Comfort “The Lord is my shepherd; I shall not want. He makes me lie down in green pastures. He leads me beside still waters. He restores my soul.” (Psalm 23:1–3)

Confidence “God gave us a spirit not of fear but of power and love and self-control.” (2 Timothy 1:7)


You may know and love God, but when you trust in anything other than God’s promises and provision for your life, then worry will turn your heart away from the Lord and turn your trust into distrust.

Distorted thinking—Trusting God to save you but not trusting Him to meet your everyday needs (Matthew 7:9–11)

Illusory control—Thinking that by mentally arranging future events you can control the outcome (Proverbs 29:25)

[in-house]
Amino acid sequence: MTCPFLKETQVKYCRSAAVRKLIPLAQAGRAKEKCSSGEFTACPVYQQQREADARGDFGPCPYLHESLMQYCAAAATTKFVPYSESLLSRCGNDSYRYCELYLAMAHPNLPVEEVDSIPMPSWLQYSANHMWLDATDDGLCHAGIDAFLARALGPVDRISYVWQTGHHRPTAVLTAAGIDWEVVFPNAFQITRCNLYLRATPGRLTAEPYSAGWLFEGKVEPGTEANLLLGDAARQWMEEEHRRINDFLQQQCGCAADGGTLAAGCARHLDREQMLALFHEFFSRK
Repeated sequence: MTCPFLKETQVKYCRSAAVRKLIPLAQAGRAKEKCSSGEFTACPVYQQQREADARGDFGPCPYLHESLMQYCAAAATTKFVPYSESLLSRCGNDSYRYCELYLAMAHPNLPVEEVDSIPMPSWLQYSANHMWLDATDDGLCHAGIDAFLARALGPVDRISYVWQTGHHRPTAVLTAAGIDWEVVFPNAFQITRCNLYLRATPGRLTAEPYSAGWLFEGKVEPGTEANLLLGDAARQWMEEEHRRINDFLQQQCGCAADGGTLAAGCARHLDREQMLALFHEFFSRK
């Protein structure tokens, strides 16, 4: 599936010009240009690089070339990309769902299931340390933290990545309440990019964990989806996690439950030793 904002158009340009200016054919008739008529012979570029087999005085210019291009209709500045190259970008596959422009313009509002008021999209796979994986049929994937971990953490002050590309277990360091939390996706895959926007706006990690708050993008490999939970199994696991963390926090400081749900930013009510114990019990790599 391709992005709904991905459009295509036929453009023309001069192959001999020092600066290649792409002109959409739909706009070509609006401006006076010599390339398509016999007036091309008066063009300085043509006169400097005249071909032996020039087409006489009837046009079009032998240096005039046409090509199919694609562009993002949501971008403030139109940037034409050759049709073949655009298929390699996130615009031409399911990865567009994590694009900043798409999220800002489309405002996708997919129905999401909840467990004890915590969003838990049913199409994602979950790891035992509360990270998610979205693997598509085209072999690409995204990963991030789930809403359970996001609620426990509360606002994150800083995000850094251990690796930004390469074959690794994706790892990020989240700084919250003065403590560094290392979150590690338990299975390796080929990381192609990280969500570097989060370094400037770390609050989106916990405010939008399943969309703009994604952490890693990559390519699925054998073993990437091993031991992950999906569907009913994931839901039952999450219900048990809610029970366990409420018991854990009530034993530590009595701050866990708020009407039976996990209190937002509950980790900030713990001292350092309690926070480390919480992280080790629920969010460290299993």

“Let us then with confidence draw near to the throne of grace, that we may receive mercy and find grace to help in time of need.” (Hebrews 4:16)

Super responsibility—Having a


Transferred guilt—Allowing false

“‘For I know the plans I have for you,’ declares the Lord, ‘plans to prosper you and not to harm you, plans to give you hope and a future.’” (Jeremiah 29:11 NIV)

Restoration “After you have suffered a little while, the God of all grace, who has called you to his eternal glory in Christ, will himself restore, confirm, strengthen, and establish you.” (1 Peter 5:10)

Courage to stand alone



“What then shall we say to these things? If God is for us, who can be against us?” (Romans 8:31)

burdened sense of duty to make every area of your life perfect (Philippians 4:11–12) guilt to surface as worry (Psalm 32:3–5)

Runaway emotions—Letting anxiety or fear have full control (Psalm 34:4) Unhealthy need—Feeling a desperate need to have the approval of others (Galatians 1:10)

Spiritual starvation—Trying to live on past spiritual nourishment (Psalm 34:8, 10)